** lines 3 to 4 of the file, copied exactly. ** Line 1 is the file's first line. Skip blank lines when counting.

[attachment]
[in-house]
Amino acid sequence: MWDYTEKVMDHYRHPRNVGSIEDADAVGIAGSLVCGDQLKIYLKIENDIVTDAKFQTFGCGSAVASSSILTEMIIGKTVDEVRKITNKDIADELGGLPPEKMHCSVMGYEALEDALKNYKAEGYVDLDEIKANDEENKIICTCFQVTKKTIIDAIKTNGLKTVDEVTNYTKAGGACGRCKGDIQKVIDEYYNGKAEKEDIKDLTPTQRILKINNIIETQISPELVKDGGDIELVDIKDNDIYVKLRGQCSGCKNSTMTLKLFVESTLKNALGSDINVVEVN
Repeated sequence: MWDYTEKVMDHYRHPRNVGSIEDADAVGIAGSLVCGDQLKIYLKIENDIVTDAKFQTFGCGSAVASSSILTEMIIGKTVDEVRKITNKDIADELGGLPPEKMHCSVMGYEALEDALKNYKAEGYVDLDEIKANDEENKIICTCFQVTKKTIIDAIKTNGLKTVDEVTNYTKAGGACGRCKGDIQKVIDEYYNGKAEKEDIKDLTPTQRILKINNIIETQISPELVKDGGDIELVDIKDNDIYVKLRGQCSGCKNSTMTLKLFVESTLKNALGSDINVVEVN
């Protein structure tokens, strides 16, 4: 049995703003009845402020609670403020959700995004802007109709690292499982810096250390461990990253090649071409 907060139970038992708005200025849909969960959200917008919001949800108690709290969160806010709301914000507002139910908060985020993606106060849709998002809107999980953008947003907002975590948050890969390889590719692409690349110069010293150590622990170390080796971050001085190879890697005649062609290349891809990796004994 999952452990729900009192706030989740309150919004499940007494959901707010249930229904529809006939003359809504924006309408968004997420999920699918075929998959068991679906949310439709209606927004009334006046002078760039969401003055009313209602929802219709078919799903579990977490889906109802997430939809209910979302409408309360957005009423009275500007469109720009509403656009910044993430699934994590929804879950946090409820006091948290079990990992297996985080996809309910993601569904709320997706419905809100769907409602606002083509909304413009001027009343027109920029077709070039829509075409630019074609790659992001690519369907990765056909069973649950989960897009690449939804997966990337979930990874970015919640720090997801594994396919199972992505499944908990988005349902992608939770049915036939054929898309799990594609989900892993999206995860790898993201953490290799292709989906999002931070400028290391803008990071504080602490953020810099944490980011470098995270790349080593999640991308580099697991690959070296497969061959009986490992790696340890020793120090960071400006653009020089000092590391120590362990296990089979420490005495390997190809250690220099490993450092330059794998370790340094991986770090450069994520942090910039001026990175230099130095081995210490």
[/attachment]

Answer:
Repeated sequence: MWDYTEKVMDHYRHPRNVGSIEDADAVGIAGSLVCGDQLKIYLKIENDIVTDAKFQTFGCGSAVASSSILTEMIIGKTVDEVRKITNKDIADELGGLPPEKMHCSVMGYEALEDALKNYKAEGYVDLDEIKANDEENKIICTCFQVTKKTIIDAIKTNGLKTVDEVTNYTKAGGACGRCKGDIQKVIDEYYNGKAEKEDIKDLTPTQRILKINNIIETQISPELVKDGGDIELVDIKDNDIYVKLRGQCSGCKNSTMTLKLFVESTLKNALGSDINVVEVN
């Protein structure tokens, strides 16, 4: 049995703003009845402020609670403020959700995004802007109709690292499982810096250390461990990253090649071409 907060139970038992708005200025849909969960959200917008919001949800108690709290969160806010709301914000507002139910908060985020993606106060849709998002809107999980953008947003907002975590948050890969390889590719692409690349110069010293150590622990170390080796971050001085190879890697005649062609290349891809990796004994 999952452990729900009192706030989740309150919004499940007494959901707010249930229904529809006939003359809504924006309408968004997420999920699918075929998959068991679906949310439709209606927004009334006046002078760039969401003055009313209602929802219709078919799903579990977490889906109802997430939809209910979302409408309360957005009423009275500007469109720009509403656009910044993430699934994590929804879950946090409820006091948290079990990992297996985080996809309910993601569904709320997706419905809100769907409602606002083509909304413009001027009343027109920029077709070039829509075409630019074609790659992001690519369907990765056909069973649950989960897009690449939804997966990337979930990874970015919640720090997801594994396919199972992505499944908990988005349902992608939770049915036939054929898309799990594609989900892993999206995860790898993201953490290799292709989906999002931070400028290391803008990071504080602490953020810099944490980011470098995270790349080593999640991308580099697991690959070296497969061959009986490992790696340890020793120090960071400006653009020089000092590391120590362990296990089979420490005495390997190809250690220099490993450092330059794998370790340094991986770090450069994520942090910039001026990175230099130095081995210490």